Monday Memo: news & views about working at UC
For the Week of April 23, 2012

Hundreds of students and local residents planted thousands of seedlings April 22 on vacant UC-owned agricultural land near Berkeley in what they called a peaceful, family-friendly “Occupy the Farm” action, borne out by this video of the action and these photos in the San Jose Mercury News. The Gill Tract is a 15-acre parcel that UC had used for agricultural research, and sits adjacent to a 58-acre complex of UC Berkeley family student housing. But the university plans to sell the land to developers, who have plans to build a senior center and a Whole Foods supermarket. Peaceful occupation at the Gill Track.
Berkeley students, local residents plant a garden on vacant UC land.

Activists say it is the only large plot of “class one” agricultural land left in the east bay, and that students, professors and local residents have been advocating that it become an educational center on sustainable urban agriculture. UC Berkeley issued a statement calling the occupation illegal, but pledging to “reach out” to those involved.

Pending state legislation to fund scholarships for middle-income California college students through eliminating tax breaks for corporations is meeting opposition from – guess who? – big corporations. The Daily Bruin reports that Chrysler, General Motors, International Paper, Kimberly-Clarke and Procter & Gamble are among the companies that have formed a coalition to oppose the Middle Class Scholarship Act, introduced by California House Speaker John Perez (D-Los Angeles) last February.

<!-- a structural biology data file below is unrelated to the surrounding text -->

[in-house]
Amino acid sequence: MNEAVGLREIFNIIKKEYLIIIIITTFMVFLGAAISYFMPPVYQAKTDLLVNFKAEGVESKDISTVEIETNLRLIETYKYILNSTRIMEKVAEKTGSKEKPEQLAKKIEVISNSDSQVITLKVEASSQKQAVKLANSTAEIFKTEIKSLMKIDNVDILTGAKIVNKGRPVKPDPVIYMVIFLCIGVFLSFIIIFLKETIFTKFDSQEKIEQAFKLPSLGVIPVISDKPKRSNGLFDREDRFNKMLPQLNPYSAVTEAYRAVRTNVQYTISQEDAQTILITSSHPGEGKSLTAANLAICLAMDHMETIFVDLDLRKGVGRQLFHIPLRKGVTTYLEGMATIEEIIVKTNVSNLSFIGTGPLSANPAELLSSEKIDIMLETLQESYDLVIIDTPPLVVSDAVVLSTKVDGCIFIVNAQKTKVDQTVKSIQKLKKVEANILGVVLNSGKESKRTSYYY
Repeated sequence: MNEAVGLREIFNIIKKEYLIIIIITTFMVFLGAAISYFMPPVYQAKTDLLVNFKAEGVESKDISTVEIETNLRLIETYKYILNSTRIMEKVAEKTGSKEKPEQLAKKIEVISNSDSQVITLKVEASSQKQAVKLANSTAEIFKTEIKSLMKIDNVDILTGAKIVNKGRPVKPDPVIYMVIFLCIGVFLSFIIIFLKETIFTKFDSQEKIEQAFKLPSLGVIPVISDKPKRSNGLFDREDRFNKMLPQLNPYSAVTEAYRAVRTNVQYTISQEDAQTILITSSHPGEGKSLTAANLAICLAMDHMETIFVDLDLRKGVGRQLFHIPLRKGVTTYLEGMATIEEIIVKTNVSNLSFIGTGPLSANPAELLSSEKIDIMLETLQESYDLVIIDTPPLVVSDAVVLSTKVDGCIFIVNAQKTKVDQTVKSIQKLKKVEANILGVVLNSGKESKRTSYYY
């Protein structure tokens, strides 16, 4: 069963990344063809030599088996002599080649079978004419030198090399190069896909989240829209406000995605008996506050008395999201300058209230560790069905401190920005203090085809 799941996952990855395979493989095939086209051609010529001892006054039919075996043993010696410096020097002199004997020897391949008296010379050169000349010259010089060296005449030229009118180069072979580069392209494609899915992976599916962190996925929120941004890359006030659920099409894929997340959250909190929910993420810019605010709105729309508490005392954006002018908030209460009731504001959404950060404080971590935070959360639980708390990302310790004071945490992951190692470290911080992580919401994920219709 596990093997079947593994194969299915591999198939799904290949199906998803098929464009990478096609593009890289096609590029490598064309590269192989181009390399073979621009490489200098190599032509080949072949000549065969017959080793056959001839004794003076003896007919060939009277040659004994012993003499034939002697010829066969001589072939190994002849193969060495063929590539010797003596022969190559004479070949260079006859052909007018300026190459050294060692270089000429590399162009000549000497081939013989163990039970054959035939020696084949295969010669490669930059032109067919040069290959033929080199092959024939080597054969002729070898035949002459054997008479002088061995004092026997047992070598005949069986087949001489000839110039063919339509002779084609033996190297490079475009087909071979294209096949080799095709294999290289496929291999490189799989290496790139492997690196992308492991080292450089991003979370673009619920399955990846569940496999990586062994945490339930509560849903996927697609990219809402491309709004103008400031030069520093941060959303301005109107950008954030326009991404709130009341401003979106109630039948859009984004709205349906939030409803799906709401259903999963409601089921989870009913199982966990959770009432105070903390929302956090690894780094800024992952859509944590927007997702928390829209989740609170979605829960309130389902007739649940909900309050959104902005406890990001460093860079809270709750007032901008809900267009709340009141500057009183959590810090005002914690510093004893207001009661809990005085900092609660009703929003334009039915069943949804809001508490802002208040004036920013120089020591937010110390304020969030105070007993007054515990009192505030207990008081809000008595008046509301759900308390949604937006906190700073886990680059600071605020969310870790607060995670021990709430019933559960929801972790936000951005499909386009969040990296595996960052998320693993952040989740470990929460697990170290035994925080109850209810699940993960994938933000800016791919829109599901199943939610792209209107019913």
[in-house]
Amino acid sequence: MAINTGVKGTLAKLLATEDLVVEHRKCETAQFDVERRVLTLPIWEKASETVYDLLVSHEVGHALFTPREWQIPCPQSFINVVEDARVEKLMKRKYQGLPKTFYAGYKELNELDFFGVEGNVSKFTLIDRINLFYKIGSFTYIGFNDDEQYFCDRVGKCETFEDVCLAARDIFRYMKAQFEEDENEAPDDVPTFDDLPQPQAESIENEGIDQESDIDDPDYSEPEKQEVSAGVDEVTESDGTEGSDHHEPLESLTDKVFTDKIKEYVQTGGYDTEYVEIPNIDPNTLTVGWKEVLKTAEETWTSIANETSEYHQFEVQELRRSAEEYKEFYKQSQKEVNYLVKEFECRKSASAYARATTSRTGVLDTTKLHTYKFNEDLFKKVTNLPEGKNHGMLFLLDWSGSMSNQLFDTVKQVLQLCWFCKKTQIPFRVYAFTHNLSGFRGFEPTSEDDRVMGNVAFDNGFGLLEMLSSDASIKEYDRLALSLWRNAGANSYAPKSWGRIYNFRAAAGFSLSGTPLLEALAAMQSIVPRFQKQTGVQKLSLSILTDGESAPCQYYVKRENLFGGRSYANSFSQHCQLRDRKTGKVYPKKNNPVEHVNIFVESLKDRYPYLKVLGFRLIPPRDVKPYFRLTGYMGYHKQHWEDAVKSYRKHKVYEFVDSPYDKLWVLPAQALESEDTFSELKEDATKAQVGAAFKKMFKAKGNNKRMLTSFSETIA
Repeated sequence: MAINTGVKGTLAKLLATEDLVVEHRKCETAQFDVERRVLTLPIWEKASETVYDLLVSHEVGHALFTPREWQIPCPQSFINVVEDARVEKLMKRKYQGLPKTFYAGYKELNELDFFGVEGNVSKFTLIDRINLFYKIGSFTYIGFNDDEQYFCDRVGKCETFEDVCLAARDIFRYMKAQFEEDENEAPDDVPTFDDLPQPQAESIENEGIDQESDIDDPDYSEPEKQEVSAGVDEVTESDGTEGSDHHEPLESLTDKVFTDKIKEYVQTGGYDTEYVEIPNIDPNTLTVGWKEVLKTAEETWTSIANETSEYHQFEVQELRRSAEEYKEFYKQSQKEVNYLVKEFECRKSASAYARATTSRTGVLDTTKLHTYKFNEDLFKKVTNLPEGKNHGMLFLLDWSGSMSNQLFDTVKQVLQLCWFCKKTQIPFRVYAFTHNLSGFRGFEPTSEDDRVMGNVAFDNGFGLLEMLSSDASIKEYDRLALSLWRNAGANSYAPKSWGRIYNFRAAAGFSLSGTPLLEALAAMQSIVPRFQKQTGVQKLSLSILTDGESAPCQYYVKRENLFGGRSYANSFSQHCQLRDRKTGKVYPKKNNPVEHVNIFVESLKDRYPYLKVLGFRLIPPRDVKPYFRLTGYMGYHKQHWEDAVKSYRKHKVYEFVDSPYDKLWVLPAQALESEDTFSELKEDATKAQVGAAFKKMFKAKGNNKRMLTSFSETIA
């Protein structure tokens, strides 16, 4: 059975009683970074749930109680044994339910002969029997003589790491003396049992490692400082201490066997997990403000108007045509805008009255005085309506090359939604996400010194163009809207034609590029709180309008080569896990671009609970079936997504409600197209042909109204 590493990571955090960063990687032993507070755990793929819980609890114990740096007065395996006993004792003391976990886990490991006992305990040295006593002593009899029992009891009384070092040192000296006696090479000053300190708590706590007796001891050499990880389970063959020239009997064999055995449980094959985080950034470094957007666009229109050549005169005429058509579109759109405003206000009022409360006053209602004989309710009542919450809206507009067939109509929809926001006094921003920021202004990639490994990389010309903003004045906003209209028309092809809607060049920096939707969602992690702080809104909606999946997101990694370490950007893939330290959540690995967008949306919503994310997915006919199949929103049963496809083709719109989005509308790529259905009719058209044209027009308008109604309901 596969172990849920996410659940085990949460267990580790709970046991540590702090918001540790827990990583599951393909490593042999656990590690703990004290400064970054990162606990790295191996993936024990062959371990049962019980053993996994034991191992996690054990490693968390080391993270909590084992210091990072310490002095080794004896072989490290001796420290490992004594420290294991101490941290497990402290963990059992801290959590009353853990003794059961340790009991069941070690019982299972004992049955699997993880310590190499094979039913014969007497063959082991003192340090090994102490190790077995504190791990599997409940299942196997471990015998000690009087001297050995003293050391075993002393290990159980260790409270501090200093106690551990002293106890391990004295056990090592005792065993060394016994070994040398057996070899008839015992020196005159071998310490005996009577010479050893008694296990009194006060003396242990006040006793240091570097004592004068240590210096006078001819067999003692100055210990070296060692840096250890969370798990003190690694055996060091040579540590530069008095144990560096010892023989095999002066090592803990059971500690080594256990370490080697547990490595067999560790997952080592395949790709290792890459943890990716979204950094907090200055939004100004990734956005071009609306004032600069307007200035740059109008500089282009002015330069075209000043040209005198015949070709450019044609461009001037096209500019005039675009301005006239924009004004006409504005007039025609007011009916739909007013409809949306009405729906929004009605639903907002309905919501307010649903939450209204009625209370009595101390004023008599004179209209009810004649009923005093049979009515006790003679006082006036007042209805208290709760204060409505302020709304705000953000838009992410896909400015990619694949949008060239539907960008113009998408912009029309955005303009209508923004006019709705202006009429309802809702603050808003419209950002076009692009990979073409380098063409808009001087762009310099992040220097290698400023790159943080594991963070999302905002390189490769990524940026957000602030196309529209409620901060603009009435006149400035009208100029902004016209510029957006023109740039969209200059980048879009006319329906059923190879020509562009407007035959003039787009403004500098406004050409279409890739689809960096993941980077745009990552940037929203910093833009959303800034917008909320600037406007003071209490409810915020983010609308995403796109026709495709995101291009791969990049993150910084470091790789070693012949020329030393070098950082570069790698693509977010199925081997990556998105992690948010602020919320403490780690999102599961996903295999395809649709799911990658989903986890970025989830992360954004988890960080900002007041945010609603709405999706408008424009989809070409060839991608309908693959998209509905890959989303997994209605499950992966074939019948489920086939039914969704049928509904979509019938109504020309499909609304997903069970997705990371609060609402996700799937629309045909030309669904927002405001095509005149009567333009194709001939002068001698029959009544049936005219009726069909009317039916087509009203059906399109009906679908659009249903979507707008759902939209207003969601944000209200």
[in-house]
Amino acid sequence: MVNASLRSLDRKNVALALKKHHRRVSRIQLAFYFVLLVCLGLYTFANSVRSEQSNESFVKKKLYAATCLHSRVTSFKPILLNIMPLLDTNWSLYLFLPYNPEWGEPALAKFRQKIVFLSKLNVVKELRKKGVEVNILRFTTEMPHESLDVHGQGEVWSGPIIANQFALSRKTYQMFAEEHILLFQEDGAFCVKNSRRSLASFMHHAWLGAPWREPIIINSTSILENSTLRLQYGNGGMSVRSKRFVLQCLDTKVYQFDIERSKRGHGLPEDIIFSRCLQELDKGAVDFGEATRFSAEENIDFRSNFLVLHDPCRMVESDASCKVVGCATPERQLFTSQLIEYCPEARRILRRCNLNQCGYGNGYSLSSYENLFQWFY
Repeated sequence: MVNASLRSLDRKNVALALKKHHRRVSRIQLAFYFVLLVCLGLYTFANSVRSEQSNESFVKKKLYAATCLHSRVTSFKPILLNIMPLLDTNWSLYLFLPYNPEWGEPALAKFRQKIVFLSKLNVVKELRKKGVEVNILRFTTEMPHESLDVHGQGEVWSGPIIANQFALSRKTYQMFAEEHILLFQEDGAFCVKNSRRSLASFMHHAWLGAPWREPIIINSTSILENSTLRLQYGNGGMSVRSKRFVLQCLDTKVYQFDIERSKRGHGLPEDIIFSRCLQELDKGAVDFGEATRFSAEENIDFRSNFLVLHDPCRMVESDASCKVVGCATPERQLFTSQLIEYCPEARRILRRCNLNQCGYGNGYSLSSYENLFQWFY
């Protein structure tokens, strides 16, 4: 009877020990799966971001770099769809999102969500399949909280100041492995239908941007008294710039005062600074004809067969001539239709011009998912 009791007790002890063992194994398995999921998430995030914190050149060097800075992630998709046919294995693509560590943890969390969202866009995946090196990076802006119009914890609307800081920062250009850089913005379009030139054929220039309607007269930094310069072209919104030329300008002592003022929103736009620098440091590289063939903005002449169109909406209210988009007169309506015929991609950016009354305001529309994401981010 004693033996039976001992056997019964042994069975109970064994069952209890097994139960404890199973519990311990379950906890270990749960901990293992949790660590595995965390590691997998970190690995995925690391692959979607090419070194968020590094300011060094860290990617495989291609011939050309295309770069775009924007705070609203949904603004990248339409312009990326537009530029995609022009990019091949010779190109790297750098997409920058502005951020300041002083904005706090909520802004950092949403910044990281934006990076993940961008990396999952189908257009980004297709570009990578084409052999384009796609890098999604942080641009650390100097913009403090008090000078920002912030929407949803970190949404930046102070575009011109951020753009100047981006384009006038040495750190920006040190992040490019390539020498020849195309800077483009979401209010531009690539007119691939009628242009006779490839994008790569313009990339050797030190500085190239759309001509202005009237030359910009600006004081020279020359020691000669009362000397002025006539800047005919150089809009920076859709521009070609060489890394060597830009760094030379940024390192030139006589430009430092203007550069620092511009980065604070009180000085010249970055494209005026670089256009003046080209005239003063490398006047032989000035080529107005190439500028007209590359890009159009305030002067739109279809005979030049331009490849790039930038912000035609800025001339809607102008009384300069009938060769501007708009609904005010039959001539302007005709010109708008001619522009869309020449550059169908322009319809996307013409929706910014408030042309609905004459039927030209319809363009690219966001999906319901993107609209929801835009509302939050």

Faculty at the California State University system began voting last week on a possible strike in the fall, according to the Los Angeles Times. The California Faculty Association, which represents 23,000 Cal State professors, lecturers, librarians and counselors, reports that the vote turnout was heavy:  “Faculty don’t want to strike, but they will if that is what it takes to protect our system,” said Lillian Taiz, CFA President and a professor of History at Cal State Los Angeles. Results have not yet been released.

San Francisco’s Fog City Journal reports that students in the 23-campus public system are also speaking out in support of the faculty issues.

The AFL-CIO has released a new database and other resources on skyrocketing CEO pay. While it focuses on private-sector issues, most of us will see many similarities with the problem of UC’s rising executive pay described in this summary by San Francisco Chronicle journalist Tanya Schevitz.

This year, UPTE members in California will be attending Workers' Memorial Day events in Oakland on April 27 (12–1:30) and in Los Angeles on April 28 (beginning at 10 am) to commemorate workers who have sufferend and died as a result of workplace injuries or diseases, and to renew efforts to ensure safe workplaces.

Mobilizations have already begun internationally, culminating in Saturday events. This year's theme is "Safe jobs save lives."
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